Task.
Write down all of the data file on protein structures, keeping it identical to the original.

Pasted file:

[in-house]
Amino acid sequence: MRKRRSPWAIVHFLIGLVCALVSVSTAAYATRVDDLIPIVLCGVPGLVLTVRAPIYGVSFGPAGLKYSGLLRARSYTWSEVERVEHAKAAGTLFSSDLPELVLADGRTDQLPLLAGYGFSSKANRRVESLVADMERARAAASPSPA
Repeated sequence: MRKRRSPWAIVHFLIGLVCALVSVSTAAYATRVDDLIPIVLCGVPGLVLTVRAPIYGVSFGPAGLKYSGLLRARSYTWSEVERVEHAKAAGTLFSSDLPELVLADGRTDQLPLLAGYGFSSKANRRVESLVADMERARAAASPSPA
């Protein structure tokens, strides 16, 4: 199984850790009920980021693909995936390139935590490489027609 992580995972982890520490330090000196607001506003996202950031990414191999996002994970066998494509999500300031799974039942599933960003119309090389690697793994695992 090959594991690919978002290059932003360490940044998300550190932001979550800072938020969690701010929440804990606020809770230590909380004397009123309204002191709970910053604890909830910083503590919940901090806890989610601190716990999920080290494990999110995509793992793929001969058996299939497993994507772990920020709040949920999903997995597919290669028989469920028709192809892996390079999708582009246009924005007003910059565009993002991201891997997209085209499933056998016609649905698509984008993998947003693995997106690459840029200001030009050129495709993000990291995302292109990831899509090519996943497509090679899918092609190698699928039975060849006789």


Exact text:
[in-house]
Amino acid sequence: MRKRRSPWAIVHFLIGLVCALVSVSTAAYATRVDDLIPIVLCGVPGLVLTVRAPIYGVSFGPAGLKYSGLLRARSYTWSEVERVEHAKAAGTLFSSDLPELVLADGRTDQLPLLAGYGFSSKANRRVESLVADMERARAAASPSPA
Repeated sequence: MRKRRSPWAIVHFLIGLVCALVSVSTAAYATRVDDLIPIVLCGVPGLVLTVRAPIYGVSFGPAGLKYSGLLRARSYTWSEVERVEHAKAAGTLFSSDLPELVLADGRTDQLPLLAGYGFSSKANRRVESLVADMERARAAASPSPA
């Protein structure tokens, strides 16, 4: 199984850790009920980021693909995936390139935590490489027609 992580995972982890520490330090000196607001506003996202950031990414191999996002994970066998494509999500300031799974039942599933960003119309090389690697793994695992 090959594991690919978002290059932003360490940044998300550190932001979550800072938020969690701010929440804990606020809770230590909380004397009123309204002191709970910053604890909830910083503590919940901090806890989610601190716990999920080290494990999110995509793992793929001969058996299939497993994507772990920020709040949920999903997995597919290669028989469920028709192809892996390079999708582009246009924005007003910059565009993002991201891997997209085209499933056998016609649905698509984008993998947003693995997106690459840029200001030009050129495709993000990291995302292109990831899509090519996943497509090679899918092609190698699928039975060849006789």